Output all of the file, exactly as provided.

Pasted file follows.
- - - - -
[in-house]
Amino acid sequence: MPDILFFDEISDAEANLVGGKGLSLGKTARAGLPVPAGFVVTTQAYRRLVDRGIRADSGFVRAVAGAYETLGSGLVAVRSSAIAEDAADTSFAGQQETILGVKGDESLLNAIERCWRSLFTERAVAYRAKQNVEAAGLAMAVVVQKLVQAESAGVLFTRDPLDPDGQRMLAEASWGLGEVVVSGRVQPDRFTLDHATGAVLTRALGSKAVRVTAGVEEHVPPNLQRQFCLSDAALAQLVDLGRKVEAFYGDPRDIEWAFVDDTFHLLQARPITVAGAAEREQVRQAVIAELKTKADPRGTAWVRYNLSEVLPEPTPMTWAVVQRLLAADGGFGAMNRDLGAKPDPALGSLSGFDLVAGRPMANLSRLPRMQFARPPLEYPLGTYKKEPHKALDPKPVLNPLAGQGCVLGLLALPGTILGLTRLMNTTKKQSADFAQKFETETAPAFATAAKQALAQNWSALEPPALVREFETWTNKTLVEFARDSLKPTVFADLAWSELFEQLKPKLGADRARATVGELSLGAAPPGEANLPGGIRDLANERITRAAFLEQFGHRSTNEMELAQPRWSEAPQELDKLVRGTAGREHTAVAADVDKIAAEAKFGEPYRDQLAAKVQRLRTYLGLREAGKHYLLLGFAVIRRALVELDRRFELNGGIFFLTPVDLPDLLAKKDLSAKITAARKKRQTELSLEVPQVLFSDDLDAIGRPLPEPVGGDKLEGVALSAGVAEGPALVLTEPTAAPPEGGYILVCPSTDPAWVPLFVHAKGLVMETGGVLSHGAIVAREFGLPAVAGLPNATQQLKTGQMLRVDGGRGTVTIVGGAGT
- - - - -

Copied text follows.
[in-house]
Amino acid sequence: MPDILFFDEISDAEANLVGGKGLSLGKTARAGLPVPAGFVVTTQAYRRLVDRGIRADSGFVRAVAGAYETLGSGLVAVRSSAIAEDAADTSFAGQQETILGVKGDESLLNAIERCWRSLFTERAVAYRAKQNVEAAGLAMAVVVQKLVQAESAGVLFTRDPLDPDGQRMLAEASWGLGEVVVSGRVQPDRFTLDHATGAVLTRALGSKAVRVTAGVEEHVPPNLQRQFCLSDAALAQLVDLGRKVEAFYGDPRDIEWAFVDDTFHLLQARPITVAGAAEREQVRQAVIAELKTKADPRGTAWVRYNLSEVLPEPTPMTWAVVQRLLAADGGFGAMNRDLGAKPDPALGSLSGFDLVAGRPMANLSRLPRMQFARPPLEYPLGTYKKEPHKALDPKPVLNPLAGQGCVLGLLALPGTILGLTRLMNTTKKQSADFAQKFETETAPAFATAAKQALAQNWSALEPPALVREFETWTNKTLVEFARDSLKPTVFADLAWSELFEQLKPKLGADRARATVGELSLGAAPPGEANLPGGIRDLANERITRAAFLEQFGHRSTNEMELAQPRWSEAPQELDKLVRGTAGREHTAVAADVDKIAAEAKFGEPYRDQLAAKVQRLRTYLGLREAGKHYLLLGFAVIRRALVELDRRFELNGGIFFLTPVDLPDLLAKKDLSAKITAARKKRQTELSLEVPQVLFSDDLDAIGRPLPEPVGGDKLEGVALSAGVAEGPALVLTEPTAAPPEGGYILVCPSTDPAWVPLFVHAKGLVMETGGVLSHGAIVAREFGLPAVAGLPNATQQLKTGQMLRVDGGRGTVTIVGGAGT